Public Works Commissioner Candice Miller stands in front of the canal at the Chapaton Retention Basin.

Public Works Commissioner Candice Miller stands in front of the canal at the Chapaton Retention Basin.

Photo by Erin Sanchez

Nine Mile boat launch in St. Clair Shores to close Aug. 1 for canal expansion

By: Alyssa Ochss | St. Clair Shores Sentinel | Published July 23, 2023


ST. CLAIR SHORES — The Nine Mile boat launch will be closed starting Aug. 1 until August 2025 to expand the canal at the Chapaton Retention Basin as part of an effort to reduce combined sewer overflows.

Macomb County Public Works Commissioner Candice Miller said the project will include expanding the storage canal and replacing the outfall gates.

“We have about 3 million gallons of storage in that canal. When we’re done, it will be 13 million,” Miller said. “So a significant improvement.”

This new canal will reduce combined sewer overflows by about 30% or more, Miller said. Another project that will reportedly be online by the end of the year will see another 10% to 15% reduction of CSOs. All of this is in addition to operational and process changes that reduced CSOs by 30%, according to Miller.

CSOs occur when combined sewer systems become overwhelmed with rainwater and sewage, and the untreated water flows into nearby lakes and rivers.

The cost of the project will reportedly be about $27 million. Miller also said all of the products used in the project will be American made.

“Of which I’ve received all that money from several sources,” Miller said. “The state and also Macomb County. That’s mostly ARPA money, American Rescue Plan money.”

She said this is good news for the rate payers because they don’t have to raise the rates for the projects.

The three main reasons they are planning this project are to replace old infrastructure, to reduce CSOs and to protect basements from flooding by building it at a higher flood elevation. Miller recalled a large rain event that occurred two years ago that flooded all of the Grosse Pointe communities and many other areas.

“That’s the kind of rain events we’re having anymore, right,” Miller said. “Whether it’s climate change or whatever’s happening, we have to make sure that we are protecting basements from flooding here.”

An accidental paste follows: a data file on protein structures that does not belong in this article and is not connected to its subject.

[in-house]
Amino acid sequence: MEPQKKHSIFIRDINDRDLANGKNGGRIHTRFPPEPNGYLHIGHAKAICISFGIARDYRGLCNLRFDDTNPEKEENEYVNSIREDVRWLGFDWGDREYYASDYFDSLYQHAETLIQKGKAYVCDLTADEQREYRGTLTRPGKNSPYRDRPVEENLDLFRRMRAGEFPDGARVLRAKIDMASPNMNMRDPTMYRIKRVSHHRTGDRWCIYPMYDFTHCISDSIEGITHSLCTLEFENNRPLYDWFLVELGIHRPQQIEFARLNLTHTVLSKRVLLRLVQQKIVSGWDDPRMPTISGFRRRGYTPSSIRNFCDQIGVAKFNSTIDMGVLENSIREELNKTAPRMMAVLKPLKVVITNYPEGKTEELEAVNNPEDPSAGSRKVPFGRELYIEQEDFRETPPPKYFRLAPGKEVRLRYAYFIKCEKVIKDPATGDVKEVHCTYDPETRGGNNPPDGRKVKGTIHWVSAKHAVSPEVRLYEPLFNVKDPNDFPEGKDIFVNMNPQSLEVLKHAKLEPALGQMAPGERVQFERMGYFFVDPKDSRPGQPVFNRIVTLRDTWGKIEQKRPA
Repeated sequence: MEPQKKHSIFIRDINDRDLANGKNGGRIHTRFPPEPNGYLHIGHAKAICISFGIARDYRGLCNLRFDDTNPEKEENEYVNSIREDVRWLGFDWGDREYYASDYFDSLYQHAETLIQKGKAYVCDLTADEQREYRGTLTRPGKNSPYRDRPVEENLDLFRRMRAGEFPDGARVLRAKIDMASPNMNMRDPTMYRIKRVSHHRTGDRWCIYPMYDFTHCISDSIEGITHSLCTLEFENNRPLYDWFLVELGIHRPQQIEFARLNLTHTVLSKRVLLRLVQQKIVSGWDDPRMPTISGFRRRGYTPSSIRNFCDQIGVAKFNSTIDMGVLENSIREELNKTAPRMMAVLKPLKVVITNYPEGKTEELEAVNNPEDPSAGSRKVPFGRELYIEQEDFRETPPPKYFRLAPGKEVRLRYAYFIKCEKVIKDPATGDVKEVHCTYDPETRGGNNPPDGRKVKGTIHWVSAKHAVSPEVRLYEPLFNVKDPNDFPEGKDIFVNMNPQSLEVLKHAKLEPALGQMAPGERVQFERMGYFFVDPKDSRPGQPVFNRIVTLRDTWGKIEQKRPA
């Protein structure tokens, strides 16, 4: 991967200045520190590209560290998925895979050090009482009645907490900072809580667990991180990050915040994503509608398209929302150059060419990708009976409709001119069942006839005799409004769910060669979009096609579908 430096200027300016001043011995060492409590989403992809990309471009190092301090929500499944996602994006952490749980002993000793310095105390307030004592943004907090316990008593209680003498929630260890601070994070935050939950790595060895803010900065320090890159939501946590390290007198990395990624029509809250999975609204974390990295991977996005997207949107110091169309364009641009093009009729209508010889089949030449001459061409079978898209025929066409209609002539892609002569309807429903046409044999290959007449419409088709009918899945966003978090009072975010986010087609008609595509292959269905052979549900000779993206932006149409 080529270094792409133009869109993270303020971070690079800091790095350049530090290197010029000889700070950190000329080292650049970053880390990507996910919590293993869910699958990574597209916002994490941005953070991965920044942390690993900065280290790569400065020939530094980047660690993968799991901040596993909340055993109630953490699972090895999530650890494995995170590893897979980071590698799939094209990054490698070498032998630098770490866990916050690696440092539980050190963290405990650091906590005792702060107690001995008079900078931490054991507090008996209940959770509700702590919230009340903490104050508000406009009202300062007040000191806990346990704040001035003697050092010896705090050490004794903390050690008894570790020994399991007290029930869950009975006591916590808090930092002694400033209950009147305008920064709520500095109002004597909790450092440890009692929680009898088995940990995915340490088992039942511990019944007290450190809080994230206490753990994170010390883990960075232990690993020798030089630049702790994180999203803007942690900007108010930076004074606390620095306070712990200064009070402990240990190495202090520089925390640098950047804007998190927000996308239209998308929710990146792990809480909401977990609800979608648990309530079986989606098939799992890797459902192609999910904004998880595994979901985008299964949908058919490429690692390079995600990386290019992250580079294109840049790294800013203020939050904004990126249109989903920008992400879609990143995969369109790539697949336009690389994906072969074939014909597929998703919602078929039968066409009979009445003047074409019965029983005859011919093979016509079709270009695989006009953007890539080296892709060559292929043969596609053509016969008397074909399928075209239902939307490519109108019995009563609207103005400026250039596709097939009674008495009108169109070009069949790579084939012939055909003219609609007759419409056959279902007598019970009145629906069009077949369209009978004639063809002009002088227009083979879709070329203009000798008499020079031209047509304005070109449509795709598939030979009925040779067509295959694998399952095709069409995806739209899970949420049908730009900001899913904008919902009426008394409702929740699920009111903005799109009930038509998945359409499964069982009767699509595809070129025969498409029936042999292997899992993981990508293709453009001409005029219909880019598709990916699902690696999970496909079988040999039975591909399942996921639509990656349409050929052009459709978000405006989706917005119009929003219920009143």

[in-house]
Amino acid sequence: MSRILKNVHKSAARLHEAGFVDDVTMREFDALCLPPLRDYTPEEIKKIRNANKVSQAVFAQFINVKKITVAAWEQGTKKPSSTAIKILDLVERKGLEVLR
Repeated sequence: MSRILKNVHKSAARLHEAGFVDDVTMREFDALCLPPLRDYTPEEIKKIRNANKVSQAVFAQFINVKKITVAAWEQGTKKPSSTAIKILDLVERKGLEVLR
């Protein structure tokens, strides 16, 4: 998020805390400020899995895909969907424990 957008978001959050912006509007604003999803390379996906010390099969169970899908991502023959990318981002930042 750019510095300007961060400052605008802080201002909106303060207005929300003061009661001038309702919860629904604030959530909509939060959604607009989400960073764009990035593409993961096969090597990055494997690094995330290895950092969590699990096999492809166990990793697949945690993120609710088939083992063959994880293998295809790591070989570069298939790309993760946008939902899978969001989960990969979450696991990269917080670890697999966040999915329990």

She went on to say that this will help the community generationally.

Miller said she understands the inconvenience for boaters with the boat launch closed during the next couple of seasons.

“I feel bad that some of the boaters, you know, that are trying to launch their boat will be inconvenienced for a couple years. I get it,” Miller said. “It’s that or are we going to protect our water quality for generations?”

Officials don’t think there will be a delay for the project. The occupants of most of the surrounding businesses and apartments were reportedly contacted about the project and the noise it may produce.

“We’re trying to be a good neighbor,” Miller said. “But this is our property and we’re a pump station and we have a mission here.”

The neighbors they spoke to recently understood the importance of the project and what it does to protect the water quality in the lake, Miller said. Flyers have been handed out to residents about the project and there are signs posted around the pump station notifying people about the project and the subsequent boat launch closure.

The closure was brought up at the July 17 St. Clair Shores City Council meeting when City Manager Dustin Lent mentioned it during his report.

Councilman John Caron said there is a group that gets together whenever they have to shut down the dog park at a smaller park beyond the public works building. He questioned if that would be closed as well due to the project and Mayor Kip Walby said it would.

Councilman Chris Vitale later said he was not happy about the boat launch closing but he is happy about keeping the sewer water out of the lake.

Chairperson of the Waterfront Environmental Committee Heidi McInnes said the committee is very excited about the project. She said she thinks community leaders are doing a great job and that it has been a long time coming.

“I think it’s great for the city, great for the county, great for Macomb County,” McInnes said.